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Home Office issues updated FGM resource pack

Sep 29, 2018, 22:54 PM
FGM, female genital mutilation, toolkit, resources, resource pack, case studies, guidance, protection of women and girls,
The Home Office and Karen Bradley MP have issued an updated female genital mutilation (FGM) resource pack containing guidance, case studies and support materials for local authorities, professional services and specialist voluntary organisations.
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Date : May 13, 2016, 07:45 AM
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The Home Office and Karen Bradley MP have issued an updated female genital mutilation (FGM) resource pack containing guidance, case studies and support materials for local authorities, professional services and specialist voluntary organisations.

It is designed to highlight examples from areas where effective practice has been identified and to emphasise what works in fighting FGM.

FGM is illegal in the UK. It is a practice that takes place worldwide in at least 28 African countries and in parts of the Middle and Far East. It also takes place within parts of Western Europe and other developed countries, primarily among immigrant and refugee communities. UK communities that are at risk of FGM include Somali, Kenyan, Ethiopian, Sierra Leonean, Sudanese, Egyptian, Nigerian, Eritrean, Yemeni, Kurdish and Indonesian women and girls. Anyone who commits FGM faces up to 14 years in prison, a fine, or both. Anyone found guilty of failing to protect a girl from risk of FGM faces up to 7 years in prison, a fine, or both.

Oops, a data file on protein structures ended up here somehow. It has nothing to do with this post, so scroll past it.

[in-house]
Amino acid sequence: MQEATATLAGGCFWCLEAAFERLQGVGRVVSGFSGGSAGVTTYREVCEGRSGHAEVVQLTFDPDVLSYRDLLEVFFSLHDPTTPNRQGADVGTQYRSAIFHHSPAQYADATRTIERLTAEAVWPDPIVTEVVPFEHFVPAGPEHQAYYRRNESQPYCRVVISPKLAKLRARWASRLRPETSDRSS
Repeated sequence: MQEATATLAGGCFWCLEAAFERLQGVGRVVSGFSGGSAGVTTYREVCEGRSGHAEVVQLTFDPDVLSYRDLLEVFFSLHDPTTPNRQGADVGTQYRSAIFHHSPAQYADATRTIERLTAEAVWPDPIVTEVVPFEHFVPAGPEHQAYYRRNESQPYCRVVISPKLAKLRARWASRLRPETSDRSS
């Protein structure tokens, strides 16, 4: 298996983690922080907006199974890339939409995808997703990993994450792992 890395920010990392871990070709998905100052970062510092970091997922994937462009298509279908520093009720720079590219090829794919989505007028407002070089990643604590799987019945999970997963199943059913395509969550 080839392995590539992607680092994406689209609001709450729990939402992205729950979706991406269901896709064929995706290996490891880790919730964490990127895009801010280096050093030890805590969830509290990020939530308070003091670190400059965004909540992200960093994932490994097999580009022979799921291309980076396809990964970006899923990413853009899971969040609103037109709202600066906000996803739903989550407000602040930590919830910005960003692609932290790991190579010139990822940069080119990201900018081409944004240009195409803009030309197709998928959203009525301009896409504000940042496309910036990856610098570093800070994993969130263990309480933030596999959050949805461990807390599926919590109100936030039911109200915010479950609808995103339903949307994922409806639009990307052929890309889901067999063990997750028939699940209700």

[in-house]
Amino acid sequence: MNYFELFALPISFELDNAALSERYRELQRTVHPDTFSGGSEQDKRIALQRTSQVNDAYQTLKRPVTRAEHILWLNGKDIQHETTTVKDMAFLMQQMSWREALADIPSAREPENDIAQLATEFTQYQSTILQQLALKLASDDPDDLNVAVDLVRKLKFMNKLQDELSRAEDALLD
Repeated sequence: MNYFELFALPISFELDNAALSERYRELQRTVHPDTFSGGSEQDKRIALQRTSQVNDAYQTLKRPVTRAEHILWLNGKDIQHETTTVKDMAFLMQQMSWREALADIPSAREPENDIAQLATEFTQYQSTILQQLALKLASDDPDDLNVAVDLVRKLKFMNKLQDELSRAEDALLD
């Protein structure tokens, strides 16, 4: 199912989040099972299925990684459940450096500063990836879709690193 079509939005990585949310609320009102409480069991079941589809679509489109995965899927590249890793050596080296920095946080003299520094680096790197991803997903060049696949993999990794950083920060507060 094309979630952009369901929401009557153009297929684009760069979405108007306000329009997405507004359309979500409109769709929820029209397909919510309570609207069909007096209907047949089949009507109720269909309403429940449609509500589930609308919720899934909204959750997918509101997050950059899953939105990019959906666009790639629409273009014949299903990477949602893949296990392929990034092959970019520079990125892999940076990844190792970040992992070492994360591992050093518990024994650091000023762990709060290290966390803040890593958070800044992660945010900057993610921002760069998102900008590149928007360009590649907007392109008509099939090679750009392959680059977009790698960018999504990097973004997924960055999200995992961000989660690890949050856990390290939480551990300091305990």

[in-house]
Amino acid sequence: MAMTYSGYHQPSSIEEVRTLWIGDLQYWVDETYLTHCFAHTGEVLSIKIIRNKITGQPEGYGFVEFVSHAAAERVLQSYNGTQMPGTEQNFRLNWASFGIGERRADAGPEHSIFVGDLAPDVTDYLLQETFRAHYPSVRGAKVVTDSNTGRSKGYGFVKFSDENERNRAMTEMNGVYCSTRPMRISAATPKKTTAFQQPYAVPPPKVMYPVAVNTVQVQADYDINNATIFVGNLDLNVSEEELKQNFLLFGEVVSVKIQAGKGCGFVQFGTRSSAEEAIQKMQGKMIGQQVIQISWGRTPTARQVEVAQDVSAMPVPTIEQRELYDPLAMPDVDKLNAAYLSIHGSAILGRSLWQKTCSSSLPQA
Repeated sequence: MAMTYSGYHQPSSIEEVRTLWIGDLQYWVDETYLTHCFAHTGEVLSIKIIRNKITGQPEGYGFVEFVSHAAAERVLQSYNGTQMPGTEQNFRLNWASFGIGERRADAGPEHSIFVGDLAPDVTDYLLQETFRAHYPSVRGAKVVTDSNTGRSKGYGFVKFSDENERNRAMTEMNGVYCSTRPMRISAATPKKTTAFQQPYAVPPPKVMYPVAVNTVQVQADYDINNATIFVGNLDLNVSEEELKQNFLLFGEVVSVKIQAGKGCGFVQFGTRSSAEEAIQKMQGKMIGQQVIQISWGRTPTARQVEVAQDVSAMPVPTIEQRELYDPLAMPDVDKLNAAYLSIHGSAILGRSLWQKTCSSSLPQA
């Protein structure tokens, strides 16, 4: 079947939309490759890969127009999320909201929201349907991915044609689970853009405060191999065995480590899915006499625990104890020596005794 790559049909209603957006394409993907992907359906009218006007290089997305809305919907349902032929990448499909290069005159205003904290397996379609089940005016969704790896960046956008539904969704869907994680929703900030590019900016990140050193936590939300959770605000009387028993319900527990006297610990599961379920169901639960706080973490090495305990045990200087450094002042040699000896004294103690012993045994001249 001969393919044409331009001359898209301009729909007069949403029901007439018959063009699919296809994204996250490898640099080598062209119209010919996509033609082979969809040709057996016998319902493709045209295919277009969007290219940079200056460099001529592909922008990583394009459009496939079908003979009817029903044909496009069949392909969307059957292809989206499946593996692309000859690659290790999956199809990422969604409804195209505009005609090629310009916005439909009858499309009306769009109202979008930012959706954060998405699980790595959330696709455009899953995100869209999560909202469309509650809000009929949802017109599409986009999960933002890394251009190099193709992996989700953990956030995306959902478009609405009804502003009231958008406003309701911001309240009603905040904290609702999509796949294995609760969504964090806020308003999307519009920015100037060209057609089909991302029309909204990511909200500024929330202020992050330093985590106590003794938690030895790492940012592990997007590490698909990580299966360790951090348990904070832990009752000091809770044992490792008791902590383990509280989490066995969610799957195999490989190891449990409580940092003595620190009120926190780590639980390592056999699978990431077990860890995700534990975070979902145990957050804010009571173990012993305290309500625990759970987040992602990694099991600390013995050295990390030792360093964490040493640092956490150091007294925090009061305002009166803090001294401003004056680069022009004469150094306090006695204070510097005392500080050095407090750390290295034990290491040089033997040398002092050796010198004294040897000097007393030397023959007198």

The updated resource pack features:
  • information on legislation;
  • case studies where FGM has been experienced by girls and women in the UK;
  • information on what local authorities can do to raise awareness of FGM in their local area and safeguard children; and
  • links to support organisations, clinics and helplines that can help people who think they might be at risk.

E-learning

Recognising and preventing FGM training is available for professionals with safeguarding responsibilities. It gives an introduction to FGM and the action you must take to protect girls who may be at risk.

Further information

  • On 1 April 2016, the Home Office, Department for Education and Department of Health issued updated guidance to capture the legal changes introduced by the Serious Crime Act 2015, new guidance for health professionals, new sources of data on FGM and wider safeguarding responsibilities, duties and resources for professionals. It also includes information on the FGM mandatory reporting duty. Click here to view the statutory guidance.
  • Bristol’s new mayor is joining young people, key organisations, professionals and community figures from across Bristol to renew calls for a zero tolerance approach to FGM. An official launch event is taking place today (13 May 2016) at the University of the West of England to kick off a series of activities happening before the summer holidays, when girls are thought to be most at risk. Click here to read more.
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